Figure 4 shows an interactive file where the step response and the frequency response of a system can be shown. The parameters of the system can be changed and the responses are visualized.

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Fig. 3. Demonstration of the relationship between the time and the frequency domain

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Fig. 4. Time and frequency responses of a system

Several control algorithms are discussed. Their behavior is demonstrated analyzing how the system tracks the reference signal, how it rejects the effect of the disturbances, how parameter uncertainties influence the performance, what is the effect of the filters. Figure 5 demonstrates the behavior of the YOULA parameterized controller.

We refer here also to the interactive tools developed by Guzmán et al. (2006, 2014) for PID controller design.

 

New paradigm in the basic control course: youla parameterization

As a new feature YOULA parameterization has been introduced as an essential control idea in the basic control course (Keviczky and Bányász, 2015). This approach follows in a straightforward way from the basic feedback control idea and provides good properties for the control system especially in case of big dead time. The introduction of this paradigm is shown in the sequel.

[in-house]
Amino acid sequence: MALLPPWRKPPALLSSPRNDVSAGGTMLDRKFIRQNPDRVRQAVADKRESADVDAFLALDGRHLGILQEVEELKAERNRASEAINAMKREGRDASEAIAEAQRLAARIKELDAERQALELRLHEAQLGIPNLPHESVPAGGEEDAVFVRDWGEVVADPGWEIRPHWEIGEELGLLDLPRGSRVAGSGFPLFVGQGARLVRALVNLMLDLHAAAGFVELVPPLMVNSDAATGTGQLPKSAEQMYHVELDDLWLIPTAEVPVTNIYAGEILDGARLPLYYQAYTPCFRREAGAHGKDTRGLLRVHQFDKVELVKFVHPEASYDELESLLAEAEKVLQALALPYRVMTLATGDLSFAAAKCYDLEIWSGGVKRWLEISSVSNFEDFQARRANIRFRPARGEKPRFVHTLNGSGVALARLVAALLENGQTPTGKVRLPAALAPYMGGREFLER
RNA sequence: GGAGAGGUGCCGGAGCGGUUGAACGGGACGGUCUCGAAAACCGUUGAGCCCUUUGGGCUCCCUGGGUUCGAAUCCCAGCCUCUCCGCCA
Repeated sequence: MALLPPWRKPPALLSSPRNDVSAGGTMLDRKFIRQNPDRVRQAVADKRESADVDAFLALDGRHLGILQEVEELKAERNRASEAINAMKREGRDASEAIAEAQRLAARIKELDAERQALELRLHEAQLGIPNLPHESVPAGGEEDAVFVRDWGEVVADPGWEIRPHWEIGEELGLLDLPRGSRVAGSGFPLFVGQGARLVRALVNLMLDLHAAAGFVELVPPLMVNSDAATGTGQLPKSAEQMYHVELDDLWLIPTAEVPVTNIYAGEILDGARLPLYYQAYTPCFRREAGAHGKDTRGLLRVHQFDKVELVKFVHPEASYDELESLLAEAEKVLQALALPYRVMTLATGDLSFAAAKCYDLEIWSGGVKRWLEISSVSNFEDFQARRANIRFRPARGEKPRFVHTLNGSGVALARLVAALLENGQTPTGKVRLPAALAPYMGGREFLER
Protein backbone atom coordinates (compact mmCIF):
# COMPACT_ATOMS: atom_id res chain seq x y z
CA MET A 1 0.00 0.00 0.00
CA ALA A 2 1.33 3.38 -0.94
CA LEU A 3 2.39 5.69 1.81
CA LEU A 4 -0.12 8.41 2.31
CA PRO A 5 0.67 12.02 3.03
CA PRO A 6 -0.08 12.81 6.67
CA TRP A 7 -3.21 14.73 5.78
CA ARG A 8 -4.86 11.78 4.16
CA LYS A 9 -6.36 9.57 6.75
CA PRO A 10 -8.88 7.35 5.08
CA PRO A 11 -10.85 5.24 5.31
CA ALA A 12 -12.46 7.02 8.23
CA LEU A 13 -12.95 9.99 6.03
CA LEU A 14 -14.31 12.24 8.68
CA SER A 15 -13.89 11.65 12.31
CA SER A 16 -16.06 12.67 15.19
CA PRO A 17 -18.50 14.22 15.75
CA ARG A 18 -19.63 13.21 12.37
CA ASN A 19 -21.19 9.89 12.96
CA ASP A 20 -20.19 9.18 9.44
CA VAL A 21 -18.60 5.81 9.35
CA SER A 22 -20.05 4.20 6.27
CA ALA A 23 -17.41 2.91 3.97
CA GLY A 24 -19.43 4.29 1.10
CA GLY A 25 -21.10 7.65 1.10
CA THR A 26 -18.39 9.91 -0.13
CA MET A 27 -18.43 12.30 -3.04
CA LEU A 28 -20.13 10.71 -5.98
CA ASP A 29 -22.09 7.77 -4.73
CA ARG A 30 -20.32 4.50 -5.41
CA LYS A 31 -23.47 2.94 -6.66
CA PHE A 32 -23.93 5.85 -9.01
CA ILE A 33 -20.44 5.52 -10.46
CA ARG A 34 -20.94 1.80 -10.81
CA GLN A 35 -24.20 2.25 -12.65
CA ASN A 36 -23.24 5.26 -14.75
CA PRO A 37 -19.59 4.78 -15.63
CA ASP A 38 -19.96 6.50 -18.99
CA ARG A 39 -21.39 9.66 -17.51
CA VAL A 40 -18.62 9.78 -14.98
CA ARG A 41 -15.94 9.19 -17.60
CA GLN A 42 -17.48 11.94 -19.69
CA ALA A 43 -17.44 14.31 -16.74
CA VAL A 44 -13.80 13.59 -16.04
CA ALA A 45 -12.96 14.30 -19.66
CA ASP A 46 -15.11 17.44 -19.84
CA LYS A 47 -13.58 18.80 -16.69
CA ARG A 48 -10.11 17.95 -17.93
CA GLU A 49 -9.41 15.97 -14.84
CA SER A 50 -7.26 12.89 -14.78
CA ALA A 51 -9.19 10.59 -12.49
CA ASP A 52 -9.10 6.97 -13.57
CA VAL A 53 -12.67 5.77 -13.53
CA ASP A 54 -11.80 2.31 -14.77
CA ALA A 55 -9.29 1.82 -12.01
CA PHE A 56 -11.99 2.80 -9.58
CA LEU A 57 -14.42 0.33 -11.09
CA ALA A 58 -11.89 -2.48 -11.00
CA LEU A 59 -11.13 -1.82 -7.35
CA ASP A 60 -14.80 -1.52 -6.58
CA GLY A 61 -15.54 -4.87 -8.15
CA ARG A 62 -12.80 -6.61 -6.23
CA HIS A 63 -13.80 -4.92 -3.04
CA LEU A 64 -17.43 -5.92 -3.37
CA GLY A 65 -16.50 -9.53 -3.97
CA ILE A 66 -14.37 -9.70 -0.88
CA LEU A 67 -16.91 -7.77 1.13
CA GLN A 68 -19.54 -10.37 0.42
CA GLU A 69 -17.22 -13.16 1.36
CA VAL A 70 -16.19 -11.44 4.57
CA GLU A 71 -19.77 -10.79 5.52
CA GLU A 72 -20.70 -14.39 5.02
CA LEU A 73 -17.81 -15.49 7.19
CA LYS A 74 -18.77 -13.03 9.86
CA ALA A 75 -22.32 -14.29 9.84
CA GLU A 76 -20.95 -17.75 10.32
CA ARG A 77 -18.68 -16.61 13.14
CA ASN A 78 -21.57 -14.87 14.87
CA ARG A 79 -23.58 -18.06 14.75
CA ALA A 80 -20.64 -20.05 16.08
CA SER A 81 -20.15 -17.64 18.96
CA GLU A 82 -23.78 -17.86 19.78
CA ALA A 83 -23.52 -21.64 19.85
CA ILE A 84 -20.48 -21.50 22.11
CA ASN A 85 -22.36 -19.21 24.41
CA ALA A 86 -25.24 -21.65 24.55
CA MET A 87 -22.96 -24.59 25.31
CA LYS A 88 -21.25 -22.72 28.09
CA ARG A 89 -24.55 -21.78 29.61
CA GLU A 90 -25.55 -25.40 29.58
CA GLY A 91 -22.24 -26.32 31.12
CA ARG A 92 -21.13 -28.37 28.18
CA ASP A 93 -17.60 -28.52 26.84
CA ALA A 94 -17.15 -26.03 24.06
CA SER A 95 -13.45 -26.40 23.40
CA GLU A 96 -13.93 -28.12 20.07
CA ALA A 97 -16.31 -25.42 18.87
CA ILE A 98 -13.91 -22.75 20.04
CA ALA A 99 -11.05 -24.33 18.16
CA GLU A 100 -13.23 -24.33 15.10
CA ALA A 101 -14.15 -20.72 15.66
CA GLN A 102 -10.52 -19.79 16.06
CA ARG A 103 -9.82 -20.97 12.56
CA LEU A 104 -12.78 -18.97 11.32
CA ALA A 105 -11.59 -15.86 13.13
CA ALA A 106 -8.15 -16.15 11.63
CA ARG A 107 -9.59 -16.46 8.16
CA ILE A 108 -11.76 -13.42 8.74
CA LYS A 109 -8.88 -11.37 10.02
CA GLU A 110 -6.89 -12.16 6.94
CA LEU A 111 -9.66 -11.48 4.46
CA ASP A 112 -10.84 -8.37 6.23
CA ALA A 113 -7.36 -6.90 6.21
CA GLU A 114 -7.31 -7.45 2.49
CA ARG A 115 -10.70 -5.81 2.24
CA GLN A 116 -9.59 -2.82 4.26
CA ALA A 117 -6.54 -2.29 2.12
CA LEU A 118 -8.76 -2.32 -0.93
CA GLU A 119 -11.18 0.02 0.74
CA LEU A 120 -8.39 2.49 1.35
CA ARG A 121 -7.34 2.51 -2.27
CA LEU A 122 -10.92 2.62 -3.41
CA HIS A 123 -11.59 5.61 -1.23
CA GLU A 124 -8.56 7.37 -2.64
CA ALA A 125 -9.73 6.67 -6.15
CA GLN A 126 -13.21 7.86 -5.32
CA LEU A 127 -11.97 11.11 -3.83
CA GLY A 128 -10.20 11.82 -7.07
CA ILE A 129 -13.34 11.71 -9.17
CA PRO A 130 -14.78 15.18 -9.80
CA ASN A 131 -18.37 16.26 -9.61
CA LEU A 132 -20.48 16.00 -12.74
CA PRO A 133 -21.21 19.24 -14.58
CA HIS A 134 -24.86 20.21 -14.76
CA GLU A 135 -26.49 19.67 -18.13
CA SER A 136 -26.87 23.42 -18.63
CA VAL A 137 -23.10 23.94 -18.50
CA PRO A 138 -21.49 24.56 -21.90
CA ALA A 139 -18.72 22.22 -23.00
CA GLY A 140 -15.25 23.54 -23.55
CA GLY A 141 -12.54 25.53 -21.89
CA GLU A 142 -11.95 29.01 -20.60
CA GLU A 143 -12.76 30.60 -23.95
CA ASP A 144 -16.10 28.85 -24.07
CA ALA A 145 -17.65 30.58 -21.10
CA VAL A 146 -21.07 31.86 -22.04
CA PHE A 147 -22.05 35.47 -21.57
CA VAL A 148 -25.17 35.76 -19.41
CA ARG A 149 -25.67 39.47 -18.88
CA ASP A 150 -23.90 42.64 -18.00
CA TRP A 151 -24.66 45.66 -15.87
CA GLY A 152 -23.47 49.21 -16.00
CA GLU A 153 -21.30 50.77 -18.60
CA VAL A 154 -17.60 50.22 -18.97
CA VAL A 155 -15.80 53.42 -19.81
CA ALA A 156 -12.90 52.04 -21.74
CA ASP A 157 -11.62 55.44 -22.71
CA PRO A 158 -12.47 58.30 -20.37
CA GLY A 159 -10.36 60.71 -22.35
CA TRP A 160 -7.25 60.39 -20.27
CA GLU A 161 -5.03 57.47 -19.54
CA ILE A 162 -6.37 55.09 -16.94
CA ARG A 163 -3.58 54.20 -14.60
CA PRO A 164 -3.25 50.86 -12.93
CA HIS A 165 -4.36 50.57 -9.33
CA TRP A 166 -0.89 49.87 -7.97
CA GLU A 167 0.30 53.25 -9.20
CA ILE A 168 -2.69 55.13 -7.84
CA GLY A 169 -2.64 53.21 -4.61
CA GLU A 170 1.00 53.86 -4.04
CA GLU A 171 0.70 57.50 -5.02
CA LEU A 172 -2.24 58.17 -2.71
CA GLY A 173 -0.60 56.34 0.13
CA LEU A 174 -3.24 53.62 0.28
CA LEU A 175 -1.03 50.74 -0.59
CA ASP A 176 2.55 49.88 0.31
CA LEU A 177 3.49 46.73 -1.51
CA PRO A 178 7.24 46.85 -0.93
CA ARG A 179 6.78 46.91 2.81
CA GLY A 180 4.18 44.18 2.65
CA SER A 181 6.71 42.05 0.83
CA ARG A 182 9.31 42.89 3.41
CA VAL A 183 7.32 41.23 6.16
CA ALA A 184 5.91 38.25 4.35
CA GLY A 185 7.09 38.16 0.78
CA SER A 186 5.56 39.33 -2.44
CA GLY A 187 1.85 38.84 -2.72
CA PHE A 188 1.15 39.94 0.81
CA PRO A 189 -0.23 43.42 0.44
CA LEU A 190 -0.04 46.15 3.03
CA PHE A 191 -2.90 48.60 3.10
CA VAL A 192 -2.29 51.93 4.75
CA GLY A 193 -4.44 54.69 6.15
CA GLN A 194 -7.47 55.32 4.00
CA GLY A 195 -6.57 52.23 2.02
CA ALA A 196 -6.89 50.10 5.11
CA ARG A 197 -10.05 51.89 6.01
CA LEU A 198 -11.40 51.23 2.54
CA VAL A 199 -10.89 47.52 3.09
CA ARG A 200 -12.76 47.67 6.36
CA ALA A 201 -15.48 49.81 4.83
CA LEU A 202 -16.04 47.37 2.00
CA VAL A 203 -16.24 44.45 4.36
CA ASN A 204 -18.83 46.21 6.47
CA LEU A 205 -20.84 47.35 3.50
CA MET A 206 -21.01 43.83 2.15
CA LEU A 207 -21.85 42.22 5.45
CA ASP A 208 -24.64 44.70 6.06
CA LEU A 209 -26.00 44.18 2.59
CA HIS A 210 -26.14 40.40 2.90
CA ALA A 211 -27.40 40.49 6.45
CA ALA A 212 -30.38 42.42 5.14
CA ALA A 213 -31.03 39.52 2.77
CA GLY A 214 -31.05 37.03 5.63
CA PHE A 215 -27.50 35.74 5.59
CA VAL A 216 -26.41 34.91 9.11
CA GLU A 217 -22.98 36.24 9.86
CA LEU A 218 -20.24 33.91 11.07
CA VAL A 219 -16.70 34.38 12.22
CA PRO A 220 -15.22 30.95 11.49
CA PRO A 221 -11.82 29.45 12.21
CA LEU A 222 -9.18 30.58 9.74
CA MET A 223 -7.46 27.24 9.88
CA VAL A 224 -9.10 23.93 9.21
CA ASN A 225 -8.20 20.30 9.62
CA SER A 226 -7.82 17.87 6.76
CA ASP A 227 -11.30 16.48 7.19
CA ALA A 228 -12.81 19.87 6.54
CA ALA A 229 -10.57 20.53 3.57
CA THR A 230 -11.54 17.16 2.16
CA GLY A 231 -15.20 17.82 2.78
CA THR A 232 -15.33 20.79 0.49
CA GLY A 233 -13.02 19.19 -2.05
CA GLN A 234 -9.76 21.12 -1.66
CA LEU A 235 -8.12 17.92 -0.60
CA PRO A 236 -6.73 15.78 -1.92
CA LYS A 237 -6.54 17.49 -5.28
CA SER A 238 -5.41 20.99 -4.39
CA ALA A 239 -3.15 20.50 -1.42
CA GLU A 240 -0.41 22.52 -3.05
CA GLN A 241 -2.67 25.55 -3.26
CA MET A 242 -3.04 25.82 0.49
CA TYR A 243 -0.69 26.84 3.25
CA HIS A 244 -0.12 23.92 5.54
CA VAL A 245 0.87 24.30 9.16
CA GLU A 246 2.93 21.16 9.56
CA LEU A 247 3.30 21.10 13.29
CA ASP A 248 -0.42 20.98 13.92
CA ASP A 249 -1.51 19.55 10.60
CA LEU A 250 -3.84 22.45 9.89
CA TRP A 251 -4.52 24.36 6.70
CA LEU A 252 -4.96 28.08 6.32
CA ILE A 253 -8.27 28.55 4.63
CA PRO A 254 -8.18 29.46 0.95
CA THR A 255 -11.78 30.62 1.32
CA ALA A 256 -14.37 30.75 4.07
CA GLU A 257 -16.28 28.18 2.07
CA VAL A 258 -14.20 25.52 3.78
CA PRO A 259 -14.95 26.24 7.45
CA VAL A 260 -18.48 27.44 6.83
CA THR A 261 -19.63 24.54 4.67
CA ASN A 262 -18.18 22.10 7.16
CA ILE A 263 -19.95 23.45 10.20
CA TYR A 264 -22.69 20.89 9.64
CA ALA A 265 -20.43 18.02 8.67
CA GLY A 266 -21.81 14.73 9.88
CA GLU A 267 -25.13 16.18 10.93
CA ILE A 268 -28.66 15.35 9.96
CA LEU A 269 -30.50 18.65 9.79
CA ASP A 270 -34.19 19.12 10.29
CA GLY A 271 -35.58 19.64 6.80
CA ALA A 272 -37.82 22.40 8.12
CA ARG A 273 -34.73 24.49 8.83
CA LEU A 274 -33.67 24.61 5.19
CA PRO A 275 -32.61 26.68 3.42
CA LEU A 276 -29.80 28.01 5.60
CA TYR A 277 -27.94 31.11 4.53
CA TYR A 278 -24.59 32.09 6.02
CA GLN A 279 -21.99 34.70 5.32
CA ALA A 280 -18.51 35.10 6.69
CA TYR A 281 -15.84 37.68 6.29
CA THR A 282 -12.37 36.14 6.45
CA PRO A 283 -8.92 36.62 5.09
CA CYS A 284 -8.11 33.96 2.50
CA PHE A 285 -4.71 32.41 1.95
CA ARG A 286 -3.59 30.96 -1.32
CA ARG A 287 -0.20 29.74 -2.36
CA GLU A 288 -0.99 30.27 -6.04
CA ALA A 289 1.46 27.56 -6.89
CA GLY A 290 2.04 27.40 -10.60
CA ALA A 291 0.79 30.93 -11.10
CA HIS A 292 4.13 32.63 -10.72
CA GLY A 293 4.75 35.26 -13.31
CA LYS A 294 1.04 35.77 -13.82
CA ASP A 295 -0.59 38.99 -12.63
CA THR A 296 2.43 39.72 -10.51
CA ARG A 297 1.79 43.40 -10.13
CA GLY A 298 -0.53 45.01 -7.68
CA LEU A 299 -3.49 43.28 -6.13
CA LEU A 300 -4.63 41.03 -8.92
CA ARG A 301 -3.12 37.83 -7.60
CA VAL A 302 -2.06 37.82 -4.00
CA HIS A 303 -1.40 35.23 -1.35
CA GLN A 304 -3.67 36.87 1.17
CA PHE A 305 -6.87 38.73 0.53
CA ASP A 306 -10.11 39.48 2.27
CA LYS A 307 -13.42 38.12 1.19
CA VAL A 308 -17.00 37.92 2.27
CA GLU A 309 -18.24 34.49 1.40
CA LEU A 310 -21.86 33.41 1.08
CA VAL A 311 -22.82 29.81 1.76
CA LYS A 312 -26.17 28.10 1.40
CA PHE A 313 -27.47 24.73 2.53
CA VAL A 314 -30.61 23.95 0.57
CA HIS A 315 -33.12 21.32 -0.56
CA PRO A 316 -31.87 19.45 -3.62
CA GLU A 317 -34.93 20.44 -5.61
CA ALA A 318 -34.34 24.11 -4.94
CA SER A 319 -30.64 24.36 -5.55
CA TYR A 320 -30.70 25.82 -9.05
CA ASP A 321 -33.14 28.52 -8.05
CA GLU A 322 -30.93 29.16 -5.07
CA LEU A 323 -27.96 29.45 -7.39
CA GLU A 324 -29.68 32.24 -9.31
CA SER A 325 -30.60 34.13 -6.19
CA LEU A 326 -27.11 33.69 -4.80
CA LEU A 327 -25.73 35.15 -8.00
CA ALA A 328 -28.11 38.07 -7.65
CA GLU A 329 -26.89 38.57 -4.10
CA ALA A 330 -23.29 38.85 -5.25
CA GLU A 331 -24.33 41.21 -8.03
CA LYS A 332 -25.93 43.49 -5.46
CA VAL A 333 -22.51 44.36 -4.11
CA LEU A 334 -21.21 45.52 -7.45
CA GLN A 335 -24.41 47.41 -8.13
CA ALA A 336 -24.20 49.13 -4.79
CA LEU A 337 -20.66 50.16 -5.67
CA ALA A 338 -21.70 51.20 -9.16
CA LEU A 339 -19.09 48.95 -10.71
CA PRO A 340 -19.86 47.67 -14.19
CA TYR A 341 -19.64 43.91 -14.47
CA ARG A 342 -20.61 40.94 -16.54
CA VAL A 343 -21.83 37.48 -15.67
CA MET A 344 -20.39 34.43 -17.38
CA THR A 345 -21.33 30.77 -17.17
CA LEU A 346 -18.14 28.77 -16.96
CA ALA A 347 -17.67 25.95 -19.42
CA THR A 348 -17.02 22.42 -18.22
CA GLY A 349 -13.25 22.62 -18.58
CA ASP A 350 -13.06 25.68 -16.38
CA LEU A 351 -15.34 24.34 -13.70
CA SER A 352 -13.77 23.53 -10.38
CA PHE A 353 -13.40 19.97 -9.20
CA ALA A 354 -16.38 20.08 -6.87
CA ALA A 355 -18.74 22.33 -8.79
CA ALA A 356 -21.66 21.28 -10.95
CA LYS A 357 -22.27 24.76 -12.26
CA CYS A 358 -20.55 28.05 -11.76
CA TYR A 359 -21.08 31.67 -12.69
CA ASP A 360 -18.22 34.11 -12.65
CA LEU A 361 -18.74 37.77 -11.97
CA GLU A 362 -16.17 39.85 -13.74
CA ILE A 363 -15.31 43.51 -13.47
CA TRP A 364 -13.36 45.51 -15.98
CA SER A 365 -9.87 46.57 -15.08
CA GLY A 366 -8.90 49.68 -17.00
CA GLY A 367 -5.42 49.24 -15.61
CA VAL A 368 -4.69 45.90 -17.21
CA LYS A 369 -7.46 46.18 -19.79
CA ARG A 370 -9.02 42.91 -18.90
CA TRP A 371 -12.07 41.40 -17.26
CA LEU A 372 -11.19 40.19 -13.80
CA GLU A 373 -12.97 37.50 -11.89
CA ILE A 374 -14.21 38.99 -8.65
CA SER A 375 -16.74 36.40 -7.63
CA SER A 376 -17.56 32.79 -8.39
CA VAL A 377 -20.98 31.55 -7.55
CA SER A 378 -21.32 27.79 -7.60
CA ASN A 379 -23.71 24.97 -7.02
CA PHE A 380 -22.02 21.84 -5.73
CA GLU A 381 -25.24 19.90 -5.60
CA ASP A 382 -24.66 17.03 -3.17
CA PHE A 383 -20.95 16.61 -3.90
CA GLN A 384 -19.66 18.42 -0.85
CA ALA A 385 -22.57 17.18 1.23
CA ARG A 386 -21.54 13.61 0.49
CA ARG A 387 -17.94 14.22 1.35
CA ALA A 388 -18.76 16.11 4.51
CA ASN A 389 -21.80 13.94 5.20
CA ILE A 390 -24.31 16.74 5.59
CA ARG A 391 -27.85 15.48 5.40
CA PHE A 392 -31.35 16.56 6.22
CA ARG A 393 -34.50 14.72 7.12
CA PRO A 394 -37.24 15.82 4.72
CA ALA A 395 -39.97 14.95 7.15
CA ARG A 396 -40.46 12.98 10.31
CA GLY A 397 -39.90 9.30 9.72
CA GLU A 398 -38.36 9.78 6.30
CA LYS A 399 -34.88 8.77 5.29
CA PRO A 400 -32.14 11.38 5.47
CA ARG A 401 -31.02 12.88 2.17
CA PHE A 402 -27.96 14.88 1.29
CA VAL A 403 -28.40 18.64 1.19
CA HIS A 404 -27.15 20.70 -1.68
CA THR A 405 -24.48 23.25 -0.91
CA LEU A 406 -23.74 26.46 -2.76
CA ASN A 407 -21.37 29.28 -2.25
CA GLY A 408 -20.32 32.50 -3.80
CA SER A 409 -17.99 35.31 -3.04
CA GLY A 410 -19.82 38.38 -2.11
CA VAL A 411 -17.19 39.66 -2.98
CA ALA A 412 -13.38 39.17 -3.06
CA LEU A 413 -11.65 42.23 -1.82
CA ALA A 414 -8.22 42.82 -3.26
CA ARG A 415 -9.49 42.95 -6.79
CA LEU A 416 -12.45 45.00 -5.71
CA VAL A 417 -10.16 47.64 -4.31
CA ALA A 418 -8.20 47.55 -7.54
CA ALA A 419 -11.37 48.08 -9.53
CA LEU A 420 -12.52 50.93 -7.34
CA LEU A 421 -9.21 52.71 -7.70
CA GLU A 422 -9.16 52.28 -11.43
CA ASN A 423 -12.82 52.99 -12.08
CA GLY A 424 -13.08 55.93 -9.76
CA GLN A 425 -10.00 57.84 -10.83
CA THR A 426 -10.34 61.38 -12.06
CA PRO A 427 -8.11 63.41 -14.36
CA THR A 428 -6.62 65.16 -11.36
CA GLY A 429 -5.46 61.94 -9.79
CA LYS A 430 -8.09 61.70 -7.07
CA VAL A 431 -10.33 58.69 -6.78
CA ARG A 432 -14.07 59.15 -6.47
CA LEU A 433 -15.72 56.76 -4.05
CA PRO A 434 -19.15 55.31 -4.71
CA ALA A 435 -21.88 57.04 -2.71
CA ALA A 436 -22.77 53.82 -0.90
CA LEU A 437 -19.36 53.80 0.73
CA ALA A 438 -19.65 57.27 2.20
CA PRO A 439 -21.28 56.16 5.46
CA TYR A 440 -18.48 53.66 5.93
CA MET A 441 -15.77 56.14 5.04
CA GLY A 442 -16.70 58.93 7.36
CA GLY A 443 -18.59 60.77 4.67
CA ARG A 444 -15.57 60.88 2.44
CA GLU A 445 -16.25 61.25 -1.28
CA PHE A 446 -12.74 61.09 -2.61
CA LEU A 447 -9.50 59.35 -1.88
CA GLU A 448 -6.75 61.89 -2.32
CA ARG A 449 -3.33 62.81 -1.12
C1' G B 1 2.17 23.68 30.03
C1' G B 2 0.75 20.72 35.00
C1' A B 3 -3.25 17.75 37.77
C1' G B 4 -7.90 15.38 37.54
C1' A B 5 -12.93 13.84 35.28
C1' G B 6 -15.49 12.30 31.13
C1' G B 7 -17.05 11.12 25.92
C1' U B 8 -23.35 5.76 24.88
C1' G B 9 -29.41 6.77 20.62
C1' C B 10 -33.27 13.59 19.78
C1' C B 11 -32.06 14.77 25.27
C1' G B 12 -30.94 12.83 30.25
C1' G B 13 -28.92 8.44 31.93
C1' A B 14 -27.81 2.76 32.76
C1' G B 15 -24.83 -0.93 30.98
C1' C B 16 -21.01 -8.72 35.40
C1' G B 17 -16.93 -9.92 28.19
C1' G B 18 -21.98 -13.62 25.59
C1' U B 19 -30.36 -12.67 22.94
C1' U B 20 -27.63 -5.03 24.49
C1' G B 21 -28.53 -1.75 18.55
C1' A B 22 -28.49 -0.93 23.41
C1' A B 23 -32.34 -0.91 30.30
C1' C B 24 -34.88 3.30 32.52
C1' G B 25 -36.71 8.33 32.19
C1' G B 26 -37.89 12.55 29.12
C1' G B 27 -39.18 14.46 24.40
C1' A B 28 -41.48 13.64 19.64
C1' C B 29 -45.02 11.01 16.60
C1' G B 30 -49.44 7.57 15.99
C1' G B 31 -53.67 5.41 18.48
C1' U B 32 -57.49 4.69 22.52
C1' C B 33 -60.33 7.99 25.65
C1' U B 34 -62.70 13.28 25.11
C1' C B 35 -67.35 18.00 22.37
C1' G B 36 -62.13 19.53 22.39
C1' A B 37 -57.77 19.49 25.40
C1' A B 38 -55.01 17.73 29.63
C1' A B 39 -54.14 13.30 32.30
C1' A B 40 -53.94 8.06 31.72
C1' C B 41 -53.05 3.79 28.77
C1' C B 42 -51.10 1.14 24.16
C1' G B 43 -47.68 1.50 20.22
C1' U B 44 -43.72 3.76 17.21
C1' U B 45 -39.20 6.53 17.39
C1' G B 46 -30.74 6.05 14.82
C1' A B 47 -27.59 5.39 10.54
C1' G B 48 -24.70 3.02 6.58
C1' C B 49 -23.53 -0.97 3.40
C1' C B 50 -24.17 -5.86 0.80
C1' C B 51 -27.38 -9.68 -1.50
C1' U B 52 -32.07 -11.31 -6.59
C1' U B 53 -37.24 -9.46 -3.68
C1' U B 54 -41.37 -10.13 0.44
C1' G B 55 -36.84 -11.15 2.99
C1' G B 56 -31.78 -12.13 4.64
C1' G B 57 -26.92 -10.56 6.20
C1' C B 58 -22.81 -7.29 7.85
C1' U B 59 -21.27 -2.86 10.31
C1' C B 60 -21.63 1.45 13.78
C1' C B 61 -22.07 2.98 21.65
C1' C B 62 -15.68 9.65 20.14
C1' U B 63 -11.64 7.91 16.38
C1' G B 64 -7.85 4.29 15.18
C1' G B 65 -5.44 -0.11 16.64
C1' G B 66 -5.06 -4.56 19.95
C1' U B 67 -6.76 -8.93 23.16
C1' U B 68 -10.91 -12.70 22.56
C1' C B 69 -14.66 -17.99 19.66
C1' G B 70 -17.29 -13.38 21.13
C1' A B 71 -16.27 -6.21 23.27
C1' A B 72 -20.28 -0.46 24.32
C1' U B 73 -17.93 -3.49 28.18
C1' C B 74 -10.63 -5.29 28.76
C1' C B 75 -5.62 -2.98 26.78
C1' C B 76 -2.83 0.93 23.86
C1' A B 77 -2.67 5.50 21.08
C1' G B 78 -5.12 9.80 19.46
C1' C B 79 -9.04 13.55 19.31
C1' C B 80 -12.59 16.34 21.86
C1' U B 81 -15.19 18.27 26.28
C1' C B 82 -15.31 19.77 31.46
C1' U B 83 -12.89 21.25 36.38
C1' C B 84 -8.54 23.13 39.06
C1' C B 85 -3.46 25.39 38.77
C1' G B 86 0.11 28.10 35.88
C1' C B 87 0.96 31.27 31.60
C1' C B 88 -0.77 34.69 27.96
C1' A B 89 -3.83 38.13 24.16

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Fig. 5. Interactive file demonstrating the behavior of YOULA parameterized controller

In the theoretical part of the curriculum properties of negative feedback, the basic control principle are discussed. The block diagram of the control structure is shown on Fig. 6, where P is the model of the plant to be controlled, C is the algorithm of the controller and F is the input filter.

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Fig. 6. Control is realized by negative feedback

This structure is effective ensuring reference signal tracking and disturbance rejection. The controller C is designed for the model of the plant considering the quality specifications. The most frequently applied algorithm is PID controller.

Supposing a unity filter F an equivalent structure between the output y and the input r is given on Fig. 7. Q is called the YOULA parameter. Reference signal tracking would be ideal if the Q controller would realize the inverse of the process model.